From the Movies – Dmitri Shostakovich, The Gadfly Suite, Op. 97A | Georgy Sviridov, Snowstorm – Facts & Figures

Facts & Figures

This album is dedicated to two masterpieces of Russian film music. It is also a reminiscence to Saulius Sondeckis, one of the figureheads of the former Soviet Union chamber music scene, who died last year, and to Georgy Sviridov, whose 20th anniversary of death is around the corner next year.

The Gadfly Suite. Since his studenthood at the Leningrad Conservatory Dmitri Shostakovich had developed a strong connection to cinema. In the twenties of the last century he earned his living as a pianist at silent movie theatres, and the influence of this new media, which became highly important in the young Soviet Union, went along with the composer for a lifetime testified by an output of nearly 40 film scores.

In 1955 Alexander Fainzimmer made a film based on the novel „The Gadfly“ by the English authoress Ethel Lilian Voynich, which was extremely popular and a bestseller in the Soviet Union. It was about the tragic story of a young freedom fighter in 19th-century Italy nicknamed „Gadfly“, who, as an illegitimate son of a cardinal ultimately turned into a rebelling dandy, who was finally executed by a firing squad. Shostakovich was intrigued by the plot and the environment where it took place, since this allowed him to play with Mediterranean musical patterns. Shostakovich’s associate and friend Levon Atovmian condensed the complete score down to a suite, consisting of twelve movements, which were used for this recording. The single titles already give an idea of what the music is about – pure entertainment, characterising the moving pictures by means of the music. A contredanse recalling the 18th century, an Italian tarantella type characterising a funfair, unusual classical instruments such as saxophone and hurdy-gurdy reminiscences during a humorous waltz, a romance, which recalls the famous „Méditation“ from Saint-Saëns „Thaïs“ (easygoing enough to become later the main theme of the British TV series „Reilly, Ace of Spies“) – this is musical mainstream at the highest level making the listening of this colourful and diverse suite a genuine pleasure.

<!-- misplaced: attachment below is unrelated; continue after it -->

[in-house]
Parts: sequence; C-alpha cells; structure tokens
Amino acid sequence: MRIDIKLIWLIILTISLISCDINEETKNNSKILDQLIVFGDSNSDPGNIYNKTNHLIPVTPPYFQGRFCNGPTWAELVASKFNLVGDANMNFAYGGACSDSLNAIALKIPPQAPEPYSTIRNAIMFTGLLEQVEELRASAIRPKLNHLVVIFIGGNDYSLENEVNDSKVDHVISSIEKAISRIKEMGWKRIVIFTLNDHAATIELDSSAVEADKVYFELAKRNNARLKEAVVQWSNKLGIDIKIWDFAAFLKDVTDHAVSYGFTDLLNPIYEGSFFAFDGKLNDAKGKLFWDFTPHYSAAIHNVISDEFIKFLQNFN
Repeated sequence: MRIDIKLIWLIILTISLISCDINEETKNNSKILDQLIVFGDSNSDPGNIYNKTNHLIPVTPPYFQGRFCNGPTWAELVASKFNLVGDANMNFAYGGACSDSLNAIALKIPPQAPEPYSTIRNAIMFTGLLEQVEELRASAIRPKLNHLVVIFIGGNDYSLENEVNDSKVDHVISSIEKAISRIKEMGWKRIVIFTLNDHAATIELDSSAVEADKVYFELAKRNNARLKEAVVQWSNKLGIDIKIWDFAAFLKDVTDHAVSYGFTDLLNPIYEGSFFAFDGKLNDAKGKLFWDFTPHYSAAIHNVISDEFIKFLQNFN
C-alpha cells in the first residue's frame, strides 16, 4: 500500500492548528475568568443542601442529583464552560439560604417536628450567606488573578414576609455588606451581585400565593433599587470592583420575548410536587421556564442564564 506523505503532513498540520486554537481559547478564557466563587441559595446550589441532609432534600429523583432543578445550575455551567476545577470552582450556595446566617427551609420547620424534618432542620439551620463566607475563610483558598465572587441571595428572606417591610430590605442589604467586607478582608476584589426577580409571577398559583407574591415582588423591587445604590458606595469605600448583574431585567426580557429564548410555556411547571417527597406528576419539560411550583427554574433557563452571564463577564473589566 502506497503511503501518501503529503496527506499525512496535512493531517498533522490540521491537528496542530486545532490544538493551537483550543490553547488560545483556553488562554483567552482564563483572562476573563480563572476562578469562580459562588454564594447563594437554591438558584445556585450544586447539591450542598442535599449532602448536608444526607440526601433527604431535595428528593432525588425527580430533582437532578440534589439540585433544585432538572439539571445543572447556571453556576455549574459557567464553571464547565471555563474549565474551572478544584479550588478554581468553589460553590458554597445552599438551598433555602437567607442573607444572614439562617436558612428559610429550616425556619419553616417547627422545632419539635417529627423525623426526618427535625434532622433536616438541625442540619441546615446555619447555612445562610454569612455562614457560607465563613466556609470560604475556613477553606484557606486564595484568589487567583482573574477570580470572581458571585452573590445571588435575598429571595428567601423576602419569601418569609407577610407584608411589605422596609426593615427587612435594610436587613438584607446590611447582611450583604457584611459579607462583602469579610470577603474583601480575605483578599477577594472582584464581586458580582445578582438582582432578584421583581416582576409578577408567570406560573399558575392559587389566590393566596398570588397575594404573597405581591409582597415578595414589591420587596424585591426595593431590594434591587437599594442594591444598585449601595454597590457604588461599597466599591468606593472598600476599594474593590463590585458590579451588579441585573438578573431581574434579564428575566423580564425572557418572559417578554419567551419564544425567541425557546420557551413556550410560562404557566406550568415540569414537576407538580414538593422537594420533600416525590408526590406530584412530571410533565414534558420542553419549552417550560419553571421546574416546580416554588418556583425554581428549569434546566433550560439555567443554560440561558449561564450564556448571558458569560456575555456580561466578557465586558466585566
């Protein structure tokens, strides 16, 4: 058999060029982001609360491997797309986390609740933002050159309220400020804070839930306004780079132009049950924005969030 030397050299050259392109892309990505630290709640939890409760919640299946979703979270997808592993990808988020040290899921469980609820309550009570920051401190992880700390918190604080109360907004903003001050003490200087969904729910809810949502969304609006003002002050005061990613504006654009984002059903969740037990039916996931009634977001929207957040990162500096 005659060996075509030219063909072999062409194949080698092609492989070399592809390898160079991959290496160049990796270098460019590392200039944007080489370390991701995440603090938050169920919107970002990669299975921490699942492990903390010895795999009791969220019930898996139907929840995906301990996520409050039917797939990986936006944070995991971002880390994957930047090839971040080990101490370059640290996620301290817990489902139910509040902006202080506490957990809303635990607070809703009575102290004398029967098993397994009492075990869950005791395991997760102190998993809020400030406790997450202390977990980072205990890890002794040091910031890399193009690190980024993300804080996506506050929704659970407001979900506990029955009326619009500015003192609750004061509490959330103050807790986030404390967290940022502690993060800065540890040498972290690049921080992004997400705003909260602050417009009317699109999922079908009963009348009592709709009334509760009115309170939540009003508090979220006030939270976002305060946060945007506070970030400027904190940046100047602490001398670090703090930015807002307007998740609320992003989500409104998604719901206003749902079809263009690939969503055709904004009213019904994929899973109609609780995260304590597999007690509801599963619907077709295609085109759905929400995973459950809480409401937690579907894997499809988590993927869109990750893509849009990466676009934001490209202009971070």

Snowstorm. Georgy Sviridov’s roots in Russian folk music made his connection to Alexander Pushkin nearly inevitable. So when in 1964 the film director Vladimir Basov planned a filmization of Pushkin’s Snowstorm, he approached Sviridov, who agreed by return. His musical depiction of the film, based on a short story from Pushkin’s Tales of the Late Ivan Petrovich Belkin, proves his talent and creativeness in folkloristic musical composition, using at the same time romantic stylistic elements, including the large romantic symphony orchestra. The richness of his musical language inspired by the poetic strength of Pushkin’s writing creates a scent of Hollywood flavour, which might not be a coincidence. The last scene from Snowstorm „Winter Road“ was allegedly plagiarized and used as the main theme for the popular video game series „Metal Gear Solid“.

The present release comes from the 24 bit /96 khz state-of-the-at recordings out of the CuGate Classics archive. They are carefully remastered by the prestigious Grammy award-winning b-sharp studio Berlin using the original source material.